Top Ten

October 26, 2011

Quebec professors against tuition fee increase

The Fédération québecoise des professeures et professeurs d'université (FQPPU) adopted a motion last week reaffirming its opposition to the tuition fee increase announced in Quebec's 2011-12 budget. The FQPPU worries that the fee hike could lead to a decline in enrolment, particularly among low-income students. The organization says the tuition fee increase will add to the financial burden on students and families, increase student debt, and create attendance problems. The FQPPU does not believe an enhanced loan and bursary system can meet the needs. Arguing that the province is "falsely" presenting a tuition fee increase as the only way to ensure adequate funding for universities, the FQPPU is calling for a public debate on the issue of university financing. FQPPU News Release (in French) | Montreal Gazette

uManitoba to apologize for role in residential schools

Today University of Manitoba president David Barnard will apologize to the Truth and Reconciliation Commission for the institution's role in educating people who operated the residential school system. The statement is believed to be the first time a Canadian university has apologized for playing a role in residential schools. Barnard says it is especially important for uManitoba's Aboriginal students that the institution issue the apology. Indigenous achievement is one of uManitoba's top priorities, and the institution hopes the statement will help move that reconciliation process forward, Barnard says. Winnipeg Free Press

Maclean's releases 2011 University Rankings issue

The 21st annual Maclean's University Rankings issue hits newsstands today. For the seventh consecutive year, McGill University took the top spot in the medical-doctoral category. Simon Fraser University placed first in the comprehensive category for the fourth year in a row. Brock, Wilfrid Laurier, and Ryerson Universities all make their debut in the comprehensive category; they were moved from the primarily undergraduate category this year in recognition of both the number of their graduate offerings and the size of their student body. This year marks the fifteenth time Mount Allison University has taken the number-one spot in the primarily undergraduate category. The magazine ranks universities on performance measures in 6 broad areas: student/classes, faculty, resources, student support, library, and reputation. Maclean's News Release | Maclean's 2011 University Rankings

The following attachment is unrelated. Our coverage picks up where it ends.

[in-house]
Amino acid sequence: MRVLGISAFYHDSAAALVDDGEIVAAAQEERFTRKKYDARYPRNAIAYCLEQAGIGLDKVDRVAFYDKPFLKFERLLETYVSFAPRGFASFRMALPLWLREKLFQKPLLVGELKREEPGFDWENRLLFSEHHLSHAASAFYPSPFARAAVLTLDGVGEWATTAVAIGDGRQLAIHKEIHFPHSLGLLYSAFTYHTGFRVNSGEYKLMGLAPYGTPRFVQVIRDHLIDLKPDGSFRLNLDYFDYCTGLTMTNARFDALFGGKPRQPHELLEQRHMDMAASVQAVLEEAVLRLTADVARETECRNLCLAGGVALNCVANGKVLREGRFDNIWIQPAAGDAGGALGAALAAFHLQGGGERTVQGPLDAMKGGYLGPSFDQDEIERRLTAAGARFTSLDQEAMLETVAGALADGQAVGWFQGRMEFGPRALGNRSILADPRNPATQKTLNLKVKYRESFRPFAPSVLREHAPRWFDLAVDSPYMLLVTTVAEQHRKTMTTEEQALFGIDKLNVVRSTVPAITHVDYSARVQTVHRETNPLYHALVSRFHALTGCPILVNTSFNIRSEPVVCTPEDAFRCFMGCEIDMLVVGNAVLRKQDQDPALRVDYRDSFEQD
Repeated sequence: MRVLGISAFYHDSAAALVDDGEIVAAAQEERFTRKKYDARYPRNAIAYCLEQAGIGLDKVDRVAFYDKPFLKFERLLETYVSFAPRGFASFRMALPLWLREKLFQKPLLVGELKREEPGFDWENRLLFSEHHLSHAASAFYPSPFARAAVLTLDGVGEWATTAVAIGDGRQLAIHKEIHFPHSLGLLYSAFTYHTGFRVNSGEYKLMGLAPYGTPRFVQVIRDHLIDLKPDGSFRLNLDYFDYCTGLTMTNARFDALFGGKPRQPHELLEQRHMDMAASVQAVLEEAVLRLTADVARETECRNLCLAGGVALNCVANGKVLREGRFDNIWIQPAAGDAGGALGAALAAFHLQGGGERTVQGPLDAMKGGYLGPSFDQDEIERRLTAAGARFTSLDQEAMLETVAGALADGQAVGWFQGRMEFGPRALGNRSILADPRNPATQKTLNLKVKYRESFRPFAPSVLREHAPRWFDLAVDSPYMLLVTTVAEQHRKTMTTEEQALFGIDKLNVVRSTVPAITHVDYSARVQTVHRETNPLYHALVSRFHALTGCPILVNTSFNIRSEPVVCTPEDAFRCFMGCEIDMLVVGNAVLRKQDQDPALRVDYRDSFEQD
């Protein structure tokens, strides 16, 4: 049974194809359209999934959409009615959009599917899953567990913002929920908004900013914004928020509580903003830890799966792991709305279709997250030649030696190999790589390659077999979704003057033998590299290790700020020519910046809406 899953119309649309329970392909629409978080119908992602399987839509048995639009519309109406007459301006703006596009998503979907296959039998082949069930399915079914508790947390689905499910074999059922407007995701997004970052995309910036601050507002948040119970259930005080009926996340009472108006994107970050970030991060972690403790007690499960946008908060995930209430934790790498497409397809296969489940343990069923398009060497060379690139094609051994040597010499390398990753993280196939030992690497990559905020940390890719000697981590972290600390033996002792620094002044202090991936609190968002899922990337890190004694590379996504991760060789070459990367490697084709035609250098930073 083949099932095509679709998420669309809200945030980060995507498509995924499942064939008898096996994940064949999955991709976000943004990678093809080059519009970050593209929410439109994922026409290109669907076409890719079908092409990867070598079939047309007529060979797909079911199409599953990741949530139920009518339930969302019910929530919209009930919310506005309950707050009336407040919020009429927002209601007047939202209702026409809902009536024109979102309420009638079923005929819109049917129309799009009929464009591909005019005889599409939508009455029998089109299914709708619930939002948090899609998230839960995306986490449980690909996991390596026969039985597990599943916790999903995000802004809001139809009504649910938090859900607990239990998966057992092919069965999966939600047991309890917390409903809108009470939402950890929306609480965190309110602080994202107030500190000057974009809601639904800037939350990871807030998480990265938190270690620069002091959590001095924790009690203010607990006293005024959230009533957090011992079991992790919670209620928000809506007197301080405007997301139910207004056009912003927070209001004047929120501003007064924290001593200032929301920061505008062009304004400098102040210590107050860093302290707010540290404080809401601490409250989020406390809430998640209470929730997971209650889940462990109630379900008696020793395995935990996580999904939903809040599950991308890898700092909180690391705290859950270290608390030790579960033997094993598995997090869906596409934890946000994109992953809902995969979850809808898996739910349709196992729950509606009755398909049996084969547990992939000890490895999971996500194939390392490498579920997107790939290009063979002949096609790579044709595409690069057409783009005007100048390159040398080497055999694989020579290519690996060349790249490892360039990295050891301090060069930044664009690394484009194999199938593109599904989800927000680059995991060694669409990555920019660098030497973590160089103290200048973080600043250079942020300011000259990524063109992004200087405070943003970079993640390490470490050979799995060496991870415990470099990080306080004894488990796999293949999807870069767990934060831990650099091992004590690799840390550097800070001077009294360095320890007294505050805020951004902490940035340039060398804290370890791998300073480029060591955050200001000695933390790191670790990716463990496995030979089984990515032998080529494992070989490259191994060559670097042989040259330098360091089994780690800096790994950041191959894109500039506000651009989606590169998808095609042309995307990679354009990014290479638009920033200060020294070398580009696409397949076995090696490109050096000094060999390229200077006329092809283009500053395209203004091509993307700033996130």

International students in Manitoba to receive free health care

Starting April 1, 2012, all international students attending high school and PSE institutions in Manitoba will receive free Manitoba Health coverage, as will their spouses and dependents. A government spokeswoman says the move is designed to give Manitoba a competitive edge in recruiting international students, whom the government hopes will reside in the province permanently. Currently, foreign students in Manitoba must enrol in the private Manitoba International Student Health Insurance Plan, whose annual premiums are tacked on to tuition fees. Winnipeg Sun

Canadian higher education sector spent $11 billion on R&D in 2009-10

Statistics Canada reports that in 2009-10, the higher education sector spent $11 billion on research and development, up 0.8% from 2008-09. Spending on higher education R&D in the natural sciences and engineering increased by 0.6% to $8.8 billion, while spending in the social sciences and humanities rose by 1.6% to $2.2 billion. The higher education sector provided $5.1 billion in self-funding for R&D in 2009-10, up 1.3% from a year earlier. The sector accounted for 46% of total funding. The federal government remained the second largest funding source for higher education R&D, contributing $2.9 billion, up 2.7% over 2008-09. This represented 26% of overall funding. Statistics Canada